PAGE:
Monday, November 10th, 2008 • No Comments on The People Next Door
When I was in my early twenties, my favorite show was thirtysomething. Chalk it up to a dysfunctional childhood or spending nine months of my first year of marriage living alone in a new state thanks to the Navy, but there was something in that angsty drama about self-conscious suburbia that appealed to me. I wanted to be Hope! I wanted an SUV in the garage, a chubby-cheeked cherub in the nursery, a white picket fence around my rose bushes and women friends in the neighborhood.
Of course, real life is not like thirtysomething and I pretty much picked up on that before I was even thirtysomething myself. City people seem to live isolated lives, millions of islands-unto-themselves surrounded by strangers whose only commonality is geography. The city is supposed to be about shoes and sex, power and corruption, crime and murder. The belief is that the suburbs are the antithesis of that—block parties and nanny sharing and gossiping, backstabbing (but always there to loan you a cup of sugar) desperate housewives.
Neither image—city or suburb—is really accurate. People create communities in cities. Coworkers and friends network at parties into the wee hours, people cohabit and marry and have cherubic city babies, families carve out space for themselves among skyscrapers and subways and city streets bustling with humanity. City people may be less trusting of their fellow man and less likely to return a stranger’s smile, but they do find a way to create the webs of support for themselves. Meanwhile, suburb people, with their middle-class accouterments of big yards and bigger minivans can find ways of avoiding all humanity with the click of a garage-door button. Who needs to be friends with the neighbors when you have three kids under six and in-laws who live ten minutes away?
I know there are suburban neighborhoods that are much like my beloved thirtysomething. I realize I have a bit of an anti-social streak perhaps more suitable for city dwelling. I am the ubiquitous neighbor who always says hello (of neither the suicidal nor serial killer variety), but I would be hard pressed to tell you the names of all but three or four of the people who live in my subdivision of sixty-four houses. I know them by their dogs who escape the confines of their fence sometimes, I know them by their politics thanks to the yard signs that spring up like mushrooms every four years, I know them by their holiday decorations, tacky or tasteful. I know the ages of their children based on what they come to my door to sell or whether they trick-or-treat anymore or if they are now (frighteningly) driving.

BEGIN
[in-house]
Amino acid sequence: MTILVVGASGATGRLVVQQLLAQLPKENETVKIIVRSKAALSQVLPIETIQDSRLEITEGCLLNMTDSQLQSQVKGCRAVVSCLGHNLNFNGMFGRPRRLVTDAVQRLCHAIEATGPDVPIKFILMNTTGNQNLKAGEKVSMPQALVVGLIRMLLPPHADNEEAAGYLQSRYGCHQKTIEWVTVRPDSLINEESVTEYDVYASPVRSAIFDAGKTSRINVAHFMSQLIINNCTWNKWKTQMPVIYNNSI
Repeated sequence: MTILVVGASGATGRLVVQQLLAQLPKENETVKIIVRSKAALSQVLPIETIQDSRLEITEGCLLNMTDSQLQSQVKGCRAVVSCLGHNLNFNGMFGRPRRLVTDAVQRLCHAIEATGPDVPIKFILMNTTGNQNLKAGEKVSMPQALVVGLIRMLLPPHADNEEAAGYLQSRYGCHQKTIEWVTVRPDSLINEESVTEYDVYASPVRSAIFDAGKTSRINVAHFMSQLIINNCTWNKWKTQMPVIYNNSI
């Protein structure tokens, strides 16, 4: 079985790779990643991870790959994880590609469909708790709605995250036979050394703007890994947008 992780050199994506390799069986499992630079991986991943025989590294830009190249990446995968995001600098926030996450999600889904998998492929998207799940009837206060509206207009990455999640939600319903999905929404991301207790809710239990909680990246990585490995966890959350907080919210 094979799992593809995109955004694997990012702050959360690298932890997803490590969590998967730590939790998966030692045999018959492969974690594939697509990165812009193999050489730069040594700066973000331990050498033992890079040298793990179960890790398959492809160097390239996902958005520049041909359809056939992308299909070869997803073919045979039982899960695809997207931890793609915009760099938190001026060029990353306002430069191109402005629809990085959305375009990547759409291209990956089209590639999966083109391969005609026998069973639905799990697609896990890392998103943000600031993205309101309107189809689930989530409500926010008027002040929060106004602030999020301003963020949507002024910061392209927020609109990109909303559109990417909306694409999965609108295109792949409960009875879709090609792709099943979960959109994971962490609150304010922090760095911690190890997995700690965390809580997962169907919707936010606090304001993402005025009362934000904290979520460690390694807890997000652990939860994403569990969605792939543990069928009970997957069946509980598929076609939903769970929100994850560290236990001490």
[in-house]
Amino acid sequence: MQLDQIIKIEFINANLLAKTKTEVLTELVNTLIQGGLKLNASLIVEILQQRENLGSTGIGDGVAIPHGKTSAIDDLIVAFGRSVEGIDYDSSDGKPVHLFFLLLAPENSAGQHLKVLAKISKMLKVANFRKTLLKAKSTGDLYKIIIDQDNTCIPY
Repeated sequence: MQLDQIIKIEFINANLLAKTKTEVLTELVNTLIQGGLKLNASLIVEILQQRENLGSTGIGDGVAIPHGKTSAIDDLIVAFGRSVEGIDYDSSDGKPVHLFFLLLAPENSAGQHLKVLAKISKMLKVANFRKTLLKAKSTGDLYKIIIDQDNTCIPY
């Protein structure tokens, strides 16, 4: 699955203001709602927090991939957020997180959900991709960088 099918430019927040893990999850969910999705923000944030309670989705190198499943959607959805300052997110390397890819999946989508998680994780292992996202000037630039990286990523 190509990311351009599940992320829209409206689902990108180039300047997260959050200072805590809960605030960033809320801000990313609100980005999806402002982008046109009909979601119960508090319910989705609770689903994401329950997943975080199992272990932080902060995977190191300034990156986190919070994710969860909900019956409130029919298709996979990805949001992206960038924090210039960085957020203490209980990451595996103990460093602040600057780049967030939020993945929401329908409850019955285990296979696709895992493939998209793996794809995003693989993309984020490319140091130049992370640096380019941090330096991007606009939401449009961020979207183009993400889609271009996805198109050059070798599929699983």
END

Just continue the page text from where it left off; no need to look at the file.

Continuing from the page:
Truthfully, I prefer it this way—my own private island in suburbia. I like my privacy and I do not like uninvited, unexpected visitors unless they are of the four-legged variety (and even that can be inconvenient, at times). With the click of my garage door opener, I keep a comfortable distance between myself and the people who live around me. They are far enough away that I don’t know their business, close enough that if I screamed in the middle of the night at least a couple would come running (with guns). If I see one of them jogging through the neighborhood or pushing the kiddies in a stroller, I wave and smile. I don’t ask what running shoes they’re wearing or whether little Molly has said her first word. They are neighbors, but they are strangers.
After Hurricane Isabel in 2003, my neighborhood came together (with chainsaws blazing) to help each other out. People waved a little harder, smiled a little bigger and shared empathetic, doleful glances at fallen trees while they talked loudly over the rumble of generators. It was nice. It was also nice when things returned to normal, comfortable distance a week or so after power had been restored. There really was nothing left for us to talk about, these strangers who live around me.
A couple of weeks ago, Jay pointed out that our next door neighbors appeared to be moving. It was hard to tell, really. There was a white-paneled truck in the driveway and the family’s SUV backed up to the house with the hatch open. I never actually saw my neighbors carry anything out—just those vehicles, like overburdened suburban pack mules waiting to carry their belongings away. It was a bit of a disconcerting mystery, really. Of course, the fact that we don’t have that kind of relationship with our neighbors—the kind that would allow us to walk over with a beer in hand and say, “Howdy, neighbor! You moving out?”—only added to the puzzle. We didn’t know what was going on and it didn’t seem polite to ask.